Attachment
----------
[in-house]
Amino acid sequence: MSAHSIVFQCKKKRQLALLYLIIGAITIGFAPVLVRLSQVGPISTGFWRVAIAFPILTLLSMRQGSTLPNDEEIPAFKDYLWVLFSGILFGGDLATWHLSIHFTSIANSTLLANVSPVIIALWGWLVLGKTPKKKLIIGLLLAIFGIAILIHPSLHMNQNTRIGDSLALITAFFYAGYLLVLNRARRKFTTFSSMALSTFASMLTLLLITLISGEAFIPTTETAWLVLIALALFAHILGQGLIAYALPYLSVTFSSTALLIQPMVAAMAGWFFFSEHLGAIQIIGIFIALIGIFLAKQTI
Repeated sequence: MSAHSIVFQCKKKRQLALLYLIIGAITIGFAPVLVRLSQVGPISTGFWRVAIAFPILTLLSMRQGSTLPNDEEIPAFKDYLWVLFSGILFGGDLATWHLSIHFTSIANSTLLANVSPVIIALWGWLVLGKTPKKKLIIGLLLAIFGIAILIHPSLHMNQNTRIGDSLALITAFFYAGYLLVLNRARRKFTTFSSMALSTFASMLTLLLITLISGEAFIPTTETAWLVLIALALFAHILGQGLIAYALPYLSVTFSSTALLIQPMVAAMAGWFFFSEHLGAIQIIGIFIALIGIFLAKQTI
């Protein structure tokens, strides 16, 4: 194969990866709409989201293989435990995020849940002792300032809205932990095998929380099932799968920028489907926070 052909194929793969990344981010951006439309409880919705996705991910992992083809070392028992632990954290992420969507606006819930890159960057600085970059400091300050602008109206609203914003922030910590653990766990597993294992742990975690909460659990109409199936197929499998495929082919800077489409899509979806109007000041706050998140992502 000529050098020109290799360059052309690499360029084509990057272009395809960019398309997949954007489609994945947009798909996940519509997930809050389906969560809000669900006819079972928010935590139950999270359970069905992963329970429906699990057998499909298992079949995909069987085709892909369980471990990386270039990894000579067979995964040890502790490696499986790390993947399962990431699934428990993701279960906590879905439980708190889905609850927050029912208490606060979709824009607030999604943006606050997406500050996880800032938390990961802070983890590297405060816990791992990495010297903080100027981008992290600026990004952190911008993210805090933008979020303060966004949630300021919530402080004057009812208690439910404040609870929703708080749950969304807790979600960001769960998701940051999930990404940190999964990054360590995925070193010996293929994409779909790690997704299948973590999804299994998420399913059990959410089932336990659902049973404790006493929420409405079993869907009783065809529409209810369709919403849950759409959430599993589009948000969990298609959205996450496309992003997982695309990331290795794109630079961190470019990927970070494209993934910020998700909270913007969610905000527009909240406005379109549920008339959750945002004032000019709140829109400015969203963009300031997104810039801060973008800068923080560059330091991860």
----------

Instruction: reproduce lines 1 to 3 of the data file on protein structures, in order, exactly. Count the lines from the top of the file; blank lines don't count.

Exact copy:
[in-house]
Amino acid sequence: MSAHSIVFQCKKKRQLALLYLIIGAITIGFAPVLVRLSQVGPISTGFWRVAIAFPILTLLSMRQGSTLPNDEEIPAFKDYLWVLFSGILFGGDLATWHLSIHFTSIANSTLLANVSPVIIALWGWLVLGKTPKKKLIIGLLLAIFGIAILIHPSLHMNQNTRIGDSLALITAFFYAGYLLVLNRARRKFTTFSSMALSTFASMLTLLLITLISGEAFIPTTETAWLVLIALALFAHILGQGLIAYALPYLSVTFSSTALLIQPMVAAMAGWFFFSEHLGAIQIIGIFIALIGIFLAKQTI
Repeated sequence: MSAHSIVFQCKKKRQLALLYLIIGAITIGFAPVLVRLSQVGPISTGFWRVAIAFPILTLLSMRQGSTLPNDEEIPAFKDYLWVLFSGILFGGDLATWHLSIHFTSIANSTLLANVSPVIIALWGWLVLGKTPKKKLIIGLLLAIFGIAILIHPSLHMNQNTRIGDSLALITAFFYAGYLLVLNRARRKFTTFSSMALSTFASMLTLLLITLISGEAFIPTTETAWLVLIALALFAHILGQGLIAYALPYLSVTFSSTALLIQPMVAAMAGWFFFSEHLGAIQIIGIFIALIGIFLAKQTI